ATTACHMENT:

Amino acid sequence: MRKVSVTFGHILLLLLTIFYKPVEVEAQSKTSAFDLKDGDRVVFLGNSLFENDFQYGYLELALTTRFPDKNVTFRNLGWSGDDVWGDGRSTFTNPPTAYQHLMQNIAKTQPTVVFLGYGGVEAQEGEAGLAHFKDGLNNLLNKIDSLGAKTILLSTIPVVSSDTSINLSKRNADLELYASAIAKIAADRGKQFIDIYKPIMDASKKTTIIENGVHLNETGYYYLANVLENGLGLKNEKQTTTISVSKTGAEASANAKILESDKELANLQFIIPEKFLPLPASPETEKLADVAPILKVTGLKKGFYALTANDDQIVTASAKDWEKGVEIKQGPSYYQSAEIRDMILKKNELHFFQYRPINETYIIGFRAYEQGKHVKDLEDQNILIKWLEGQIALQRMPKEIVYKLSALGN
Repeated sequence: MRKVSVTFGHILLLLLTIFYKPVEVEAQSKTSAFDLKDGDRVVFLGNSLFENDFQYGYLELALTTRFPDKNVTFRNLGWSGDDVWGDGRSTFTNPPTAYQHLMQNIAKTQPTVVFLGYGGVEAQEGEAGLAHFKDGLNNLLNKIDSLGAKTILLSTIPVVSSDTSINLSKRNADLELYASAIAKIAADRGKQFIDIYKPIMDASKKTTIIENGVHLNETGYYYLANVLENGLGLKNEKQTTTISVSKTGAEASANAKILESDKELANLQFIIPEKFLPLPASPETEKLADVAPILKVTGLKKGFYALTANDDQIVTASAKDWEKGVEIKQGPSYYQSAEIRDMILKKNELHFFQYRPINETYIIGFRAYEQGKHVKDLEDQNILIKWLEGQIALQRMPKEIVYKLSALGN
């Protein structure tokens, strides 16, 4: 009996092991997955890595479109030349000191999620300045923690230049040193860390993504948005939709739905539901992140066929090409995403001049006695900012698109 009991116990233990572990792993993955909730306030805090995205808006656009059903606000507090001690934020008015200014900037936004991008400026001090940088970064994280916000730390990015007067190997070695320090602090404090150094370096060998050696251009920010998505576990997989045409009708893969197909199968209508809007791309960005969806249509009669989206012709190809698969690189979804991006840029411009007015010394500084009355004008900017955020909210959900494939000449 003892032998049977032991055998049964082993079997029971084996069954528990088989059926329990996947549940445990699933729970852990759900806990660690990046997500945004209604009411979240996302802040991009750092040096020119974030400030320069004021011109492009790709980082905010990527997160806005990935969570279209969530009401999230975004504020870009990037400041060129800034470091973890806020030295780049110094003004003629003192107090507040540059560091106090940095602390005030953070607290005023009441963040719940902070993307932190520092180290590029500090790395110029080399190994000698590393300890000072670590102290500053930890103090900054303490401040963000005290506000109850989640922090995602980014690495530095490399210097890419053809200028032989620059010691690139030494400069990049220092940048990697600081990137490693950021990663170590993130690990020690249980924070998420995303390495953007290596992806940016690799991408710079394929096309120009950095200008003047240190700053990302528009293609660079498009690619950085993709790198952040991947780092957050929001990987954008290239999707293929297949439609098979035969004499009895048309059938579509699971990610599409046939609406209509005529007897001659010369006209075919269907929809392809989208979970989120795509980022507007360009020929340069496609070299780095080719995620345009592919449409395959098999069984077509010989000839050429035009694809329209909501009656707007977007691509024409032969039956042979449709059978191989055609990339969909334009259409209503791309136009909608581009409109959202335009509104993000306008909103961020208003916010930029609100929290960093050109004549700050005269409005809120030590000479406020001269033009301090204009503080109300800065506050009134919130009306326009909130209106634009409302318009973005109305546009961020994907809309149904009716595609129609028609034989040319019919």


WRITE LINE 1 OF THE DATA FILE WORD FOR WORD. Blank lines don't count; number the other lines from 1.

Amino acid sequence: MRKVSVTFGHILLLLLTIFYKPVEVEAQSKTSAFDLKDGDRVVFLGNSLFENDFQYGYLELALTTRFPDKNVTFRNLGWSGDDVWGDGRSTFTNPPTAYQHLMQNIAKTQPTVVFLGYGGVEAQEGEAGLAHFKDGLNNLLNKIDSLGAKTILLSTIPVVSSDTSINLSKRNADLELYASAIAKIAADRGKQFIDIYKPIMDASKKTTIIENGVHLNETGYYYLANVLENGLGLKNEKQTTTISVSKTGAEASANAKILESDKELANLQFIIPEKFLPLPASPETEKLADVAPILKVTGLKKGFYALTANDDQIVTASAKDWEKGVEIKQGPSYYQSAEIRDMILKKNELHFFQYRPINETYIIGFRAYEQGKHVKDLEDQNILIKWLEGQIALQRMPKEIVYKLSALGN